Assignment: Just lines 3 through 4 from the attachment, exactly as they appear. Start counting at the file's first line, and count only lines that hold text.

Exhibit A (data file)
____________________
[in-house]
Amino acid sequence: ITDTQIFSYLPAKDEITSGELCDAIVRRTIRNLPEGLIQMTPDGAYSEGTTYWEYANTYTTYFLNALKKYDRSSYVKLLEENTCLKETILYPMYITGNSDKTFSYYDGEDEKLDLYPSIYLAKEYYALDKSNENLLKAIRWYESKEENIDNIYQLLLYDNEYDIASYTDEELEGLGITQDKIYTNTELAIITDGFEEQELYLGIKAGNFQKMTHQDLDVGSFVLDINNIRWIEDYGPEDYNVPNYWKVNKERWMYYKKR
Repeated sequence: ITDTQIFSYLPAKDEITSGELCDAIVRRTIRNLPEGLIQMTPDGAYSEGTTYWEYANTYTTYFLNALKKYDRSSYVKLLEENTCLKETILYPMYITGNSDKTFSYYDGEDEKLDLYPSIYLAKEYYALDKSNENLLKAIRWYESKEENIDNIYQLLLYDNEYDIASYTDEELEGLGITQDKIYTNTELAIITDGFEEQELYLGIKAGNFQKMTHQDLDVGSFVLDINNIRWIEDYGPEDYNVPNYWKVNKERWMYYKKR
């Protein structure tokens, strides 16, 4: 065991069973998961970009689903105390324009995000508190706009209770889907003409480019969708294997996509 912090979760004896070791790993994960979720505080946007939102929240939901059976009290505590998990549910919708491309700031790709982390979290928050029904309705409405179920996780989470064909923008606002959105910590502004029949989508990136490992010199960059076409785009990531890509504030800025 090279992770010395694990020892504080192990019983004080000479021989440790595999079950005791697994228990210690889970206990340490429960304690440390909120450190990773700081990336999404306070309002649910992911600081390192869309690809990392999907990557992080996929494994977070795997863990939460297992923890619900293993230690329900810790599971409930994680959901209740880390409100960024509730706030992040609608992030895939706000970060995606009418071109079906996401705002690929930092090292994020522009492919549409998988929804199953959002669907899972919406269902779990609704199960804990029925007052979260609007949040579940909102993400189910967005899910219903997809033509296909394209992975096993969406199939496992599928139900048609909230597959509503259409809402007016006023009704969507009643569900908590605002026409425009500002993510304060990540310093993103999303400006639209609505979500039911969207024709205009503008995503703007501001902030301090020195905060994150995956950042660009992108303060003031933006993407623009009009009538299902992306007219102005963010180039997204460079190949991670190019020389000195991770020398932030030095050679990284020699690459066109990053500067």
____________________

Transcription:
Repeated sequence: ITDTQIFSYLPAKDEITSGELCDAIVRRTIRNLPEGLIQMTPDGAYSEGTTYWEYANTYTTYFLNALKKYDRSSYVKLLEENTCLKETILYPMYITGNSDKTFSYYDGEDEKLDLYPSIYLAKEYYALDKSNENLLKAIRWYESKEENIDNIYQLLLYDNEYDIASYTDEELEGLGITQDKIYTNTELAIITDGFEEQELYLGIKAGNFQKMTHQDLDVGSFVLDINNIRWIEDYGPEDYNVPNYWKVNKERWMYYKKR
């Protein structure tokens, strides 16, 4: 065991069973998961970009689903105390324009995000508190706009209770889907003409480019969708294997996509 912090979760004896070791790993994960979720505080946007939102929240939901059976009290505590998990549910919708491309700031790709982390979290928050029904309705409405179920996780989470064909923008606002959105910590502004029949989508990136490992010199960059076409785009990531890509504030800025 090279992770010395694990020892504080192990019983004080000479021989440790595999079950005791697994228990210690889970206990340490429960304690440390909120450190990773700081990336999404306070309002649910992911600081390192869309690809990392999907990557992080996929494994977070795997863990939460297992923890619900293993230690329900810790599971409930994680959901209740880390409100960024509730706030992040609608992030895939706000970060995606009418071109079906996401705002690929930092090292994020522009492919549409998988929804199953959002669907899972919406269902779990609704199960804990029925007052979260609007949040579940909102993400189910967005899910219903997809033509296909394209992975096993969406199939496992599928139900048609909230597959509503259409809402007016006023009704969507009643569900908590605002026409425009500002993510304060990540310093993103999303400006639209609505979500039911969207024709205009503008995503703007501001902030301090020195905060994150995956950042660009992108303060003031933006993407623009009009009538299902992306007219102005963010180039997204460079190949991670190019020389000195991770020398932030030095050679990284020699690459066109990053500067």